"You kids are giving me a migraine!" Ever heard that one? If you grew up in my house, you got to hear my mom mutter that phrase under her breath or yell it at the top of her lungs about once a week. Although my mother had her hands full raising four kids, the good news is that she really never did suffer from actual migraine headaches. The bad news is that nearly 32 million Americans, most of whom are women, are regularly debilitated by the serious health condition known today as Migraine Disease.
What Is a Migraine?
Comparing a headache to a migraine is like comparing a bee sting to a bullet wound," proclaims Anne Fleming, 32, who experienced her first migraine in her mid-teens. Sufferers generally experience intense, throbbing pain on one side of the head that renders them unable to function, unlike typical headaches that manifest themselves in constant pain on both sides.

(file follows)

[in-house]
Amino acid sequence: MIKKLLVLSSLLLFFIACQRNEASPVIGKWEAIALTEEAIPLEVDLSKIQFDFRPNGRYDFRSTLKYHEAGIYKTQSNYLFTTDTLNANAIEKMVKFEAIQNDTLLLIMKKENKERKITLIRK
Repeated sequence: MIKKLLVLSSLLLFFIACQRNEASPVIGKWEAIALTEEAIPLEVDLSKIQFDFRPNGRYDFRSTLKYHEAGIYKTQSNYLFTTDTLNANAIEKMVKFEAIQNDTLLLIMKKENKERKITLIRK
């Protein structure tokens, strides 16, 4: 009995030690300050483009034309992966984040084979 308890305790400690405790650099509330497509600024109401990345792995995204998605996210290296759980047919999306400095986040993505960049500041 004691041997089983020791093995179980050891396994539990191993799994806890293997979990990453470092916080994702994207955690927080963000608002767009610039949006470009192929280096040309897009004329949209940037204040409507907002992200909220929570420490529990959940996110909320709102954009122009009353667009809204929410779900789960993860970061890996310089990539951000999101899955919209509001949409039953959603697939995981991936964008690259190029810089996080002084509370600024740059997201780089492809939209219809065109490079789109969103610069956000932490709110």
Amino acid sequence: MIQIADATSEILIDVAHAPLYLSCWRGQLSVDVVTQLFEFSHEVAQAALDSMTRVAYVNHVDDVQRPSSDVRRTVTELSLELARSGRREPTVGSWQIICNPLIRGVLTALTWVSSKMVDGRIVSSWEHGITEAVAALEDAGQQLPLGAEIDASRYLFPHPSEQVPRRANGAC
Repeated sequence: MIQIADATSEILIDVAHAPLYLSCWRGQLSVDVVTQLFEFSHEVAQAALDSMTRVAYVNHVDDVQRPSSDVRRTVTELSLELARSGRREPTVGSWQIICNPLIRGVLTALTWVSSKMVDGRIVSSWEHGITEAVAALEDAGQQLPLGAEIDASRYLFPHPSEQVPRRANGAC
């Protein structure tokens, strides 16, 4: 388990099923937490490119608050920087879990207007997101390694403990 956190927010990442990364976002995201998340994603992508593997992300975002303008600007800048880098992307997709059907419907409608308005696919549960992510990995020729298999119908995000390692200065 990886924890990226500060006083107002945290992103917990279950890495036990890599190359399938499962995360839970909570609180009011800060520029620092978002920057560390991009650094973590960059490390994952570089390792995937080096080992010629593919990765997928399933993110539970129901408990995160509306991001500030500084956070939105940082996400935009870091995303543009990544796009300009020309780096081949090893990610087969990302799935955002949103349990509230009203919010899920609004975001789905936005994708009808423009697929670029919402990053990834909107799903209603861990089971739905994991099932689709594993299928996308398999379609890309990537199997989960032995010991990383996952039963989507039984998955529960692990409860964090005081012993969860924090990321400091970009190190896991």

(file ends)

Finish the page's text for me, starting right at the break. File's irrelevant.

Migraines can last anywhere from a few hours to several days and are often accompanied by nausea and sensitivity to light and noise. A small number of people experience strange symptoms called auras that include visual disturbances, such as black dots or wavy lines, light flashes, vision loss, or numbness on one side of the body.
According to the American Migraine Prevalence and Prevention Study (AMPP), "Nine out of 10 sufferers report they can't 'function normally' during days in which a migraine strikes, and nearly three in 10 require bed rest. More than 25 percent missed at least one day of work over the past three months due to a migraine, and almost 50 percent report their migraines prevented them from doing household chores."